Sunday, December 29, 2013

Tutorial: Paperless English Paper Piecing

Paperless English paper piecing? What the heck is that? Well grab a cuppa, settle back and I'll tell you all about it!

Yesterday I was playing around in my sewing room doing nothing in particular. I decided to fussy cut some shapes for English paper piecing. My plan was to create a motif that would be appliquéd to a background. To start I created a window template in a modified hexagon shape. I wrote about the modified hexagon on December 11, 2013. This template represents the finished size of the shape.

I sorted through some fabric and decided that this one had lots of curly queues which are a great option for fussy cutting and I wanted to do something red so this fabric ticked all boxes! 

I placed the window template on my fabric and moved it around until I liked what I saw.  I made some registration marks on the window template to identify landmarks in the print so that I would be able to line the template up on my fabric for the next motif. I decided to use my Frixion pen to trace inside the window template but you could use whatever fabric safe non permanent marker you choose.

I then moved my window template to the next motif, lined up the registration marks with the landmarks on the fabric and traced inside the window motif. I repeated this until I had  traced six modified hexagons. I was careful to make sure there was enough fabric between each motif for the seam allowances.

Next I cut out the motifs with scissors adding at least a 1/4" seam allowance all around. It didn't have to be precise. You can see the line I drew and the seam allowances. I clipped the point at the bottom of the shape so that it was blunt.

To baste the modified hexagons I started by folding down the tip at the point and I gave it a good finger press. I pinch it nice and firm so that there is a good crease.

HELPFUL TIP: When you finger press give a good pinch. Release and move your fingers over a little and pinch again. Do not slide your fingers because this can distort the fabric along the bias edges.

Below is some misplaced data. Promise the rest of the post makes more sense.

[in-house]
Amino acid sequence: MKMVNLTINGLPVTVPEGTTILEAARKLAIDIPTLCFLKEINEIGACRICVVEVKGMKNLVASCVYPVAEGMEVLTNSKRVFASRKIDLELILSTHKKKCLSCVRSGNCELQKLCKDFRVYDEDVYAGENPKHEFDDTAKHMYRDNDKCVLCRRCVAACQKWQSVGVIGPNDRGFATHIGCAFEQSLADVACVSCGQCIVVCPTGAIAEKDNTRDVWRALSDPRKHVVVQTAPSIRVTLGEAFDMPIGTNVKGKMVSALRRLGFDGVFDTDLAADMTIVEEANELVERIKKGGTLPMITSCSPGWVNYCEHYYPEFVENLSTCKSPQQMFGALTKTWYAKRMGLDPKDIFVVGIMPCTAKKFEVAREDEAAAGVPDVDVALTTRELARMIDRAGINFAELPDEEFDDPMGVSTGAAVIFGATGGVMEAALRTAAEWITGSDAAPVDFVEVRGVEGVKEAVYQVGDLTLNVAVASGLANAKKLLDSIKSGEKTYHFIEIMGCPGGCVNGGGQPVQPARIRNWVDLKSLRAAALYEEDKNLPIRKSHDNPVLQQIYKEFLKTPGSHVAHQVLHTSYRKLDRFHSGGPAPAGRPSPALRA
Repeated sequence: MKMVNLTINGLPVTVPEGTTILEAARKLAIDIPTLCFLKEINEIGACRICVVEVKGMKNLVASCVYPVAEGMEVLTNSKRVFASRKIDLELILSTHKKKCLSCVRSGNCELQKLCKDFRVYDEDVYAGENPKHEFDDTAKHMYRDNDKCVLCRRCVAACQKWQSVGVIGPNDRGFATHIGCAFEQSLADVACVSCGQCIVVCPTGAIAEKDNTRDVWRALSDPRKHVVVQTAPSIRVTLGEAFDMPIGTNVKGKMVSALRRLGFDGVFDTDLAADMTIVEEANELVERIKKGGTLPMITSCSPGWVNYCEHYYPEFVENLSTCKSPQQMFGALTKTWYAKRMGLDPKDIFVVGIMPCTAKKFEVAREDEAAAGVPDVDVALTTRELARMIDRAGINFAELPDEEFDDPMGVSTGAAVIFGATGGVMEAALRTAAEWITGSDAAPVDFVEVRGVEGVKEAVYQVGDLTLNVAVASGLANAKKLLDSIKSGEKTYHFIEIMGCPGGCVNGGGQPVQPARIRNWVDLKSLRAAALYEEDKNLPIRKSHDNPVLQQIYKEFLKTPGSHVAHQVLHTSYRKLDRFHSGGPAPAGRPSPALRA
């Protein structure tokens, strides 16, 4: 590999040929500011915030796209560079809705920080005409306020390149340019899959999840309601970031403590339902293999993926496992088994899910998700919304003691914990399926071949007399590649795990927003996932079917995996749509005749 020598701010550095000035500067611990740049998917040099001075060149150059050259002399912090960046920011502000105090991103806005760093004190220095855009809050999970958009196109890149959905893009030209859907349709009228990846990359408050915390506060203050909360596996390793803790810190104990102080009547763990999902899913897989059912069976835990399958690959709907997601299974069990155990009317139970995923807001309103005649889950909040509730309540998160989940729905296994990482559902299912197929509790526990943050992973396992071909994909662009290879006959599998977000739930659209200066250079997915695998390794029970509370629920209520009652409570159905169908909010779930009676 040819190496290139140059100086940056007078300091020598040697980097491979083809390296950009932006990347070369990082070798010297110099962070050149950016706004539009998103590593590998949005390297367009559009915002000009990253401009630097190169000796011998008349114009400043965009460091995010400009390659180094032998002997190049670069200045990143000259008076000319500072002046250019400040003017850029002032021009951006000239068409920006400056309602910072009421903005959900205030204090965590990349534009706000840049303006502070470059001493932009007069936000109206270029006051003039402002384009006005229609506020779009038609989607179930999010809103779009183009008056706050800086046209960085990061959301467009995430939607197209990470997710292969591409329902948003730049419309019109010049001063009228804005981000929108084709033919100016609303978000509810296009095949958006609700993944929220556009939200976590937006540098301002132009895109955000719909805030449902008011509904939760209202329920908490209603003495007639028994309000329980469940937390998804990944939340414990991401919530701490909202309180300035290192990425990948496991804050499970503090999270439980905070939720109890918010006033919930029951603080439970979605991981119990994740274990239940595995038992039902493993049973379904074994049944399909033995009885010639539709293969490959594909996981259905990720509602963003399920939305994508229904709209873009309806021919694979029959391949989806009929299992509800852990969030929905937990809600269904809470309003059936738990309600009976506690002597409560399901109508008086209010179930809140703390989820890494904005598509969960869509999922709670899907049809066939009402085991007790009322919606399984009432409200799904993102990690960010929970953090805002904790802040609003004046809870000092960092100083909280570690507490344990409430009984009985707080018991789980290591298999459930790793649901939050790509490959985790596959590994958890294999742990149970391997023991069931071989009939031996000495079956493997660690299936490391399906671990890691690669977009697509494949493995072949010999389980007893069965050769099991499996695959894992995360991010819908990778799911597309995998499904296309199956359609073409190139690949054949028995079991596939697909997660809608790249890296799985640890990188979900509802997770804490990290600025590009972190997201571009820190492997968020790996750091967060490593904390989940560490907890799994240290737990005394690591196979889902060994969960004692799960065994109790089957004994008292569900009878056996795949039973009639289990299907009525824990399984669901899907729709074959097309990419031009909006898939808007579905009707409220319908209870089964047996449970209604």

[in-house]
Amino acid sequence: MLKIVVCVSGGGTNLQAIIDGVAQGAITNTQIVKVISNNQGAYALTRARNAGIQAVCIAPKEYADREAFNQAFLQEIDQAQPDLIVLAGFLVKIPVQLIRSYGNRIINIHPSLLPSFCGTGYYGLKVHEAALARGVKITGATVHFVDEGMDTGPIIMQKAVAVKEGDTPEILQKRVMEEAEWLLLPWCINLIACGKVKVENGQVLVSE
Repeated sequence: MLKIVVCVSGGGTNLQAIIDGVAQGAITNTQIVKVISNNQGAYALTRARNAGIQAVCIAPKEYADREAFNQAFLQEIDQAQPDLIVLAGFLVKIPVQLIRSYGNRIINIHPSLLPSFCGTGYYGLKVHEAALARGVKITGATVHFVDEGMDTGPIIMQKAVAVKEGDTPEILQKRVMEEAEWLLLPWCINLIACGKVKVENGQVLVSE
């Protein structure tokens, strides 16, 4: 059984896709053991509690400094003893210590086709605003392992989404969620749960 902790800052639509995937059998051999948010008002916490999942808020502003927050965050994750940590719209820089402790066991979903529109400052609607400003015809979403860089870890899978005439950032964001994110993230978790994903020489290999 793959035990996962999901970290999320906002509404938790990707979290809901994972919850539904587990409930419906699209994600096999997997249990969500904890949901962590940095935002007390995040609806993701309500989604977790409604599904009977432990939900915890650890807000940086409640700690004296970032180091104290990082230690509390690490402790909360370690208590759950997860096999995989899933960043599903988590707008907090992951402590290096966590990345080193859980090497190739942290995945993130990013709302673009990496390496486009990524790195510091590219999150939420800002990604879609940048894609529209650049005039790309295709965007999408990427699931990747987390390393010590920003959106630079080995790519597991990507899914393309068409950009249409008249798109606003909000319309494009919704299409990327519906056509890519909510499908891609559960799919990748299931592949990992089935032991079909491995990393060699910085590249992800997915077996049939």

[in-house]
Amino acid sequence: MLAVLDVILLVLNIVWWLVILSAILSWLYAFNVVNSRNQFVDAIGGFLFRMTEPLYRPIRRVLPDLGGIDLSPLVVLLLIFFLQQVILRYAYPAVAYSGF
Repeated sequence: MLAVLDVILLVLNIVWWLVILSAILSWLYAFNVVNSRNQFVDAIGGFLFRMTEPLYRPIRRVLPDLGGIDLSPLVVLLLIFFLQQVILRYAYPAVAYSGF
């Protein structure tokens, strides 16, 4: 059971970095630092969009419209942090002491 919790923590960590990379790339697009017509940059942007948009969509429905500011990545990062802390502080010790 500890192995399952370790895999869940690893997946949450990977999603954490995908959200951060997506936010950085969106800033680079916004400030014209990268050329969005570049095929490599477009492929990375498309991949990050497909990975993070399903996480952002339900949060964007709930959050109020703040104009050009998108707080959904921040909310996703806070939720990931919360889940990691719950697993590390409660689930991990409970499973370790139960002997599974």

I didn't use an iron because it would make my pen marks disappear. In addition if I had used an iron it would make a hard crease and there would have been no wiggle room when it came time to stitch the patches together (I love having a little wiggle room).

I next folded over the right side on the line and gave it a good finger press.

The left side is then folder over on the line and again it gets a good finger press.

I start basting from the right hand side just down from the point. I take my needle down through the fabric and bring it up through the folds at the point. I find that if I do it this way the thread on the back keeps the fold nice and flat.

I baste the left side that was finger pressed but stop short of the next side which I will fold and finger press. I baste that side again stopping short of the next corner so I can fold it on the line and finger press.

I continue in this manner folding and basting, until the entire piece is basted.

I repeated these steps with the five remaining modified hexagons. Once they were basted I tried out two arrangements before stitching. I like this modified hexagon (technically I suppose it is a pentagon since it has only five sides).  This is the first arrangement. I like the open centre so that the background fabric shows through. I could always appliqué or embroider a little detail there to add some zip!

Arranged with the points facing out

This is the second arrangement.

Arranged with the points facing in